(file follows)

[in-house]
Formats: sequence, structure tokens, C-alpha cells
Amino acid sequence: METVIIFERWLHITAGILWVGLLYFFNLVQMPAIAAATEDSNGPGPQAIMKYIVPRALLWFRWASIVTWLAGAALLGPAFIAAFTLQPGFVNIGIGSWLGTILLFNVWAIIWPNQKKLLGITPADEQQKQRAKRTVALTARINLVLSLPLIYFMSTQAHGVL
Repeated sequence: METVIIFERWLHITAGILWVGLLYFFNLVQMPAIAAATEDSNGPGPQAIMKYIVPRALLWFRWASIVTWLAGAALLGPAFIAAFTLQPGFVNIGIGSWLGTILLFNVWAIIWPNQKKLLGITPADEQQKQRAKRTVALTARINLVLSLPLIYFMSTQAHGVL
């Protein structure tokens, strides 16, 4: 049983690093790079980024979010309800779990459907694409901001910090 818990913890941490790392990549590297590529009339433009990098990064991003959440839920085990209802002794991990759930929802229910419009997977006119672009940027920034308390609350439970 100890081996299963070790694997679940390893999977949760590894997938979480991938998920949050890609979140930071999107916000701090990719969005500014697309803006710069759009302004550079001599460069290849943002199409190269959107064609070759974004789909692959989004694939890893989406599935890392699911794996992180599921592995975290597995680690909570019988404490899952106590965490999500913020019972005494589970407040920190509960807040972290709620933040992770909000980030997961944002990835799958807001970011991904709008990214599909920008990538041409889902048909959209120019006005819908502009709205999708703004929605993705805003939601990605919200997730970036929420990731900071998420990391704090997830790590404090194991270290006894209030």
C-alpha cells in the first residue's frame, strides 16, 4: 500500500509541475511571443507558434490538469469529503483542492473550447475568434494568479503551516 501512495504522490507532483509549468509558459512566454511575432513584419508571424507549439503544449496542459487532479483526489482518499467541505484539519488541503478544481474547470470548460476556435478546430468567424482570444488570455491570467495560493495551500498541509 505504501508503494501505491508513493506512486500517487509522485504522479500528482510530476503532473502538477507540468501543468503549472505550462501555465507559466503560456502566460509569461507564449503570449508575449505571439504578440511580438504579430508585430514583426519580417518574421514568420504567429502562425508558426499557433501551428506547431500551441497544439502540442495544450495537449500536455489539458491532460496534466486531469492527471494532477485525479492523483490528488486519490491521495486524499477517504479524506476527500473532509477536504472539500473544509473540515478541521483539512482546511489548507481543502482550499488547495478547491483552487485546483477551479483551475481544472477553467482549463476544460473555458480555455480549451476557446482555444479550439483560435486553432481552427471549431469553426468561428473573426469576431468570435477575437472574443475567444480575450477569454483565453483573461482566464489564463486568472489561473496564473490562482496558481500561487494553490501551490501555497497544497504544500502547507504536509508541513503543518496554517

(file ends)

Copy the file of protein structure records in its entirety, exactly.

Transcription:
[in-house]
Formats: sequence, structure tokens, C-alpha cells
Amino acid sequence: METVIIFERWLHITAGILWVGLLYFFNLVQMPAIAAATEDSNGPGPQAIMKYIVPRALLWFRWASIVTWLAGAALLGPAFIAAFTLQPGFVNIGIGSWLGTILLFNVWAIIWPNQKKLLGITPADEQQKQRAKRTVALTARINLVLSLPLIYFMSTQAHGVL
Repeated sequence: METVIIFERWLHITAGILWVGLLYFFNLVQMPAIAAATEDSNGPGPQAIMKYIVPRALLWFRWASIVTWLAGAALLGPAFIAAFTLQPGFVNIGIGSWLGTILLFNVWAIIWPNQKKLLGITPADEQQKQRAKRTVALTARINLVLSLPLIYFMSTQAHGVL
């Protein structure tokens, strides 16, 4: 049983690093790079980024979010309800779990459907694409901001910090 818990913890941490790392990549590297590529009339433009990098990064991003959440839920085990209802002794991990759930929802229910419009997977006119672009940027920034308390609350439970 100890081996299963070790694997679940390893999977949760590894997938979480991938998920949050890609979140930071999107916000701090990719969005500014697309803006710069759009302004550079001599460069290849943002199409190269959107064609070759974004789909692959989004694939890893989406599935890392699911794996992180599921592995975290597995680690909570019988404490899952106590965490999500913020019972005494589970407040920190509960807040972290709620933040992770909000980030997961944002990835799958807001970011991904709008990214599909920008990538041409889902048909959209120019006005819908502009709205999708703004929605993705805003939601990605919200997730970036929420990731900071998420990391704090997830790590404090194991270290006894209030």
C-alpha cells in the first residue's frame, strides 16, 4: 500500500509541475511571443507558434490538469469529503483542492473550447475568434494568479503551516 501512495504522490507532483509549468509558459512566454511575432513584419508571424507549439503544449496542459487532479483526489482518499467541505484539519488541503478544481474547470470548460476556435478546430468567424482570444488570455491570467495560493495551500498541509 505504501508503494501505491508513493506512486500517487509522485504522479500528482510530476503532473502538477507540468501543468503549472505550462501555465507559466503560456502566460509569461507564449503570449508575449505571439504578440511580438504579430508585430514583426519580417518574421514568420504567429502562425508558426499557433501551428506547431500551441497544439502540442495544450495537449500536455489539458491532460496534466486531469492527471494532477485525479492523483490528488486519490491521495486524499477517504479524506476527500473532509477536504472539500473544509473540515478541521483539512482546511489548507481543502482550499488547495478547491483552487485546483477551479483551475481544472477553467482549463476544460473555458480555455480549451476557446482555444479550439483560435486553432481552427471549431469553426468561428473573426469576431468570435477575437472574443475567444480575450477569454483565453483573461482566464489564463486568472489561473496564473490562482496558481500561487494553490501551490501555497497544497504544500502547507504536509508541513503543518496554517